The high concept is that Sprout Computers has introduced its latest and greatest piece of world changing technology called the iEye. That's I and then E Y E.
EISENBERG: I can't believe that wasn't taken yet.
PAK: And it's, it's yeah - It's a pair of glasses. You put it on. Anything that you can see, you can record just by looking at it and thinking about it. You can edit it instantly, just by thinking about it. You can add special effects. You can upload it. Share it with the world at YouTube, Digital Video, Twitter, all these things at the speed of thought. And it's this incredible boon for media makers because, suddenly you can make the movie that's in your head.
There are people who can actually imagine - Like you're dream - You can actually literally put your dreams into this thing and make them come to life. And so it's fantastic. And then of course the other shoe drops, because there's this whole panoply of copyright, trademark enforcement/infringement issues as well as massive surveillance and privacy issues. So it turns into a kind of a crazy sci-fi thriller. But - And it's all going to happen, probably in five years.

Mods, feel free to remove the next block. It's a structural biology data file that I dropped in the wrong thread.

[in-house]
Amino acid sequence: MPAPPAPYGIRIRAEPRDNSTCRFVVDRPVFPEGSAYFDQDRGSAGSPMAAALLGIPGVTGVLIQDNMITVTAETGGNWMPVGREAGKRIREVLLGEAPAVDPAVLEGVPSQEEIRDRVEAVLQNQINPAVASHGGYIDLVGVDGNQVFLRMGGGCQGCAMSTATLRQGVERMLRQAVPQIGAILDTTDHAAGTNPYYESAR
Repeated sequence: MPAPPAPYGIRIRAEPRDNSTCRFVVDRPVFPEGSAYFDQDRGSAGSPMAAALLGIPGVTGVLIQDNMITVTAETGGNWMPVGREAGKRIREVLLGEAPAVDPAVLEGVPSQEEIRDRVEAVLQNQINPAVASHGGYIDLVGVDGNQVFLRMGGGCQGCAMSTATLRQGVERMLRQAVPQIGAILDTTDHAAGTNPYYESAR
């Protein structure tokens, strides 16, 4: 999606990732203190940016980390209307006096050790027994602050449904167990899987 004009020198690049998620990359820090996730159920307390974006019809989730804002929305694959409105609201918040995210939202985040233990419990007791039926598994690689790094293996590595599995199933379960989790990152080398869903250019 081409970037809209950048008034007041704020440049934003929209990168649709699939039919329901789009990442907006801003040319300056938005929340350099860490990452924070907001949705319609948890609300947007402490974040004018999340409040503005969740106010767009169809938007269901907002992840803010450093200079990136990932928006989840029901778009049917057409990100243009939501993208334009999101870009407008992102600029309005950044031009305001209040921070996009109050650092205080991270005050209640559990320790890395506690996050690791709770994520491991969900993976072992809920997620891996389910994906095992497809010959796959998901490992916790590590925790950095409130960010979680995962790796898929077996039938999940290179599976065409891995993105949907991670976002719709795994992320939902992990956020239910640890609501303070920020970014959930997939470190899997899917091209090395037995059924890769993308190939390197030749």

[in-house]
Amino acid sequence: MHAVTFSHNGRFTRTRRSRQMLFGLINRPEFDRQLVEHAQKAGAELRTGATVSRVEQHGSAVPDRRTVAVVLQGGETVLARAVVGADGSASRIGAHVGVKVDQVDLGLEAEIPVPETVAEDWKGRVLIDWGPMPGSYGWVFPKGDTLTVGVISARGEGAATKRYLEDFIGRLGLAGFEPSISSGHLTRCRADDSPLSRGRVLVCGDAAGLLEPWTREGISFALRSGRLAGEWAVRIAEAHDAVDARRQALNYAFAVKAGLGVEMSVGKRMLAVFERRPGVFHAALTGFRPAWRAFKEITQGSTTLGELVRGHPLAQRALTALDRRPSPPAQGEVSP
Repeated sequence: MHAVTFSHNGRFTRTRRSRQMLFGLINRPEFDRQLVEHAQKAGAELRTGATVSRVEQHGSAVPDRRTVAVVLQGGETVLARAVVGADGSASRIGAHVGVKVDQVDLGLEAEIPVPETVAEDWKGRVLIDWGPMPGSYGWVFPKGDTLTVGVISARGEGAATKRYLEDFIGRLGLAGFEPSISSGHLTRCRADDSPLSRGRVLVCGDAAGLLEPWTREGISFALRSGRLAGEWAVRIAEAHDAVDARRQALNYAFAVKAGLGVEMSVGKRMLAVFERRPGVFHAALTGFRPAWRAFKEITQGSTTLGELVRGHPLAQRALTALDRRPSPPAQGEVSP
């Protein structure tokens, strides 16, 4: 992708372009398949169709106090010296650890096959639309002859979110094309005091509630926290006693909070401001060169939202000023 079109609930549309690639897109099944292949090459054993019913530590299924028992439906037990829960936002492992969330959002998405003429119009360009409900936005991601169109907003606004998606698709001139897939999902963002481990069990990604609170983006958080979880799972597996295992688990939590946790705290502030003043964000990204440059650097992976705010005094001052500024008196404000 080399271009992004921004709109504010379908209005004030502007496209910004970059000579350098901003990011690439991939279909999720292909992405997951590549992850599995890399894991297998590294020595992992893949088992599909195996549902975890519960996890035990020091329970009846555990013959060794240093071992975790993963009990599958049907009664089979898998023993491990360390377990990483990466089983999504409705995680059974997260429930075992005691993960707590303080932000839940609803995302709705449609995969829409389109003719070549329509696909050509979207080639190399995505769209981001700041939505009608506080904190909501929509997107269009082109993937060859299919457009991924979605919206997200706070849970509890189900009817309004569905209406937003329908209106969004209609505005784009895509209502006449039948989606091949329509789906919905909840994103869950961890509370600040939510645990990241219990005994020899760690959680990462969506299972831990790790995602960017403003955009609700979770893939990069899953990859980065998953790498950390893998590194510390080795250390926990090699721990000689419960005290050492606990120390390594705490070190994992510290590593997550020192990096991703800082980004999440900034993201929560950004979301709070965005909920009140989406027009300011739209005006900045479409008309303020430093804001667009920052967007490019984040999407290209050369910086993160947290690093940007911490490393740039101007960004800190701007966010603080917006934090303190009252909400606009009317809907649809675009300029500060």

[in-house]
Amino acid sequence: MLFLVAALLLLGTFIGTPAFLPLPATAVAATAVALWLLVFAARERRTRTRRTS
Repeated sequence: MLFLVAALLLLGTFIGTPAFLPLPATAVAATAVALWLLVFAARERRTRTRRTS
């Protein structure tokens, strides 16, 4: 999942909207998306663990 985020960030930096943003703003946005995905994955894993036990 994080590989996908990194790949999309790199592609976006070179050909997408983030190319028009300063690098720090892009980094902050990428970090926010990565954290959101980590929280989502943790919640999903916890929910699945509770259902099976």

EISENBERG: Sure. No I mean, I'm looking...
PAK: So, so read it now to see where you're going.
EISENBERG: I'm looking forward to just being a head in a jar of formaldehyde. Like wouldn't that be better? That'll be so much easier. All right. So I have to ask you this question. It's - I know it's very standard but it's very important to ask. Which is, as a writer of comic books, if you had a superhero power, what would it be?
And just so you know what mine would be, I'm modeling myself after a character I read in "Archie Double Digests" called Cricket and what Cricket could do was she could smell you and tell you how much money you had on you.
PAK: I, I actually - You know, if I had any superpower, it would be to understand any language.
EISENBERG: Oh yeah.
PAK: Any language at all. And to, to be able to communicate in any language, including the language of animals.
EISENBERG: Oh ho.
PAK: And machines. That would be my superpower.
EISENBERG: I have a great respect for your intelligence, because that is a beautiful answer. That was like you responding with poetry.
PAK: Well I also like smelling money too, so.
EISENBERG: There you go. Now you enjoy a game and you like challenges.
PAK: Yes I do.
EISENBERG: All right. So then I will ask you Greg, are you ready to take an ASK ME ANOTHER trivia challenge?
PAK: I am.
EISENBERG: Fantastic. Let's give him a hand. Greg Pak everybody.
EISENBERG: Welcome back Art Chung, thanks for joining us.
ART CHUNG: Thank you Ophira.
EISENBERG: Now, Art Chung you are one big comic book nerd right?
CHUNG: I resemble that remark yes.